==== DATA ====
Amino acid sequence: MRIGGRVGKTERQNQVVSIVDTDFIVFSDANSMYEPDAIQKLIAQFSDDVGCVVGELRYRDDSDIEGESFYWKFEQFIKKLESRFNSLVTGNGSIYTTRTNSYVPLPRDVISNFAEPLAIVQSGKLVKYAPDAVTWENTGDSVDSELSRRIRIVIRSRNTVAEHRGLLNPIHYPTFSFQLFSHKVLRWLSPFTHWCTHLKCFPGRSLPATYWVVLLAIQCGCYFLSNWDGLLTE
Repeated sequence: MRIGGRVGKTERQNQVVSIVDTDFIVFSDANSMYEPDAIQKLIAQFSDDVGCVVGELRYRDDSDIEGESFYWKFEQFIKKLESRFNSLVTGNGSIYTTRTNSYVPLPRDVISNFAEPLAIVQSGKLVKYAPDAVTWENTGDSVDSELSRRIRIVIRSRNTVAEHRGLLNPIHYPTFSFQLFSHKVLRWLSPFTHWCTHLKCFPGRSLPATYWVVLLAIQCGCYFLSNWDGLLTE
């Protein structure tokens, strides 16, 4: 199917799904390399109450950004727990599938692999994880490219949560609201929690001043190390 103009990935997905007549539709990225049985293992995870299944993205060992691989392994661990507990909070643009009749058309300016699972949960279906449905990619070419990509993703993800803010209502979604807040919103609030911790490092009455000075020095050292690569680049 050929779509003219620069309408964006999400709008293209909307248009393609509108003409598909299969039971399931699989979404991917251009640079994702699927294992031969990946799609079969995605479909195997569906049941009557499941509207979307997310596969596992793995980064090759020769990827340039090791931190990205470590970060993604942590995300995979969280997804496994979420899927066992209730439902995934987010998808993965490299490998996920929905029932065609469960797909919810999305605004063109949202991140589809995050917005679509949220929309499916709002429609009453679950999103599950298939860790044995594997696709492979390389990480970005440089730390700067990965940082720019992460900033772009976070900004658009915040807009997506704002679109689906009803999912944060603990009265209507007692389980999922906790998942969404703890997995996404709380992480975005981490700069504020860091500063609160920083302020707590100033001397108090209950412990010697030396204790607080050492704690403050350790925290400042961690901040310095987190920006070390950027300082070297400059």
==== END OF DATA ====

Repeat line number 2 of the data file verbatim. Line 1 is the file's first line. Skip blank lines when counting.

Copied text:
Repeated sequence: MRIGGRVGKTERQNQVVSIVDTDFIVFSDANSMYEPDAIQKLIAQFSDDVGCVVGELRYRDDSDIEGESFYWKFEQFIKKLESRFNSLVTGNGSIYTTRTNSYVPLPRDVISNFAEPLAIVQSGKLVKYAPDAVTWENTGDSVDSELSRRIRIVIRSRNTVAEHRGLLNPIHYPTFSFQLFSHKVLRWLSPFTHWCTHLKCFPGRSLPATYWVVLLAIQCGCYFLSNWDGLLTE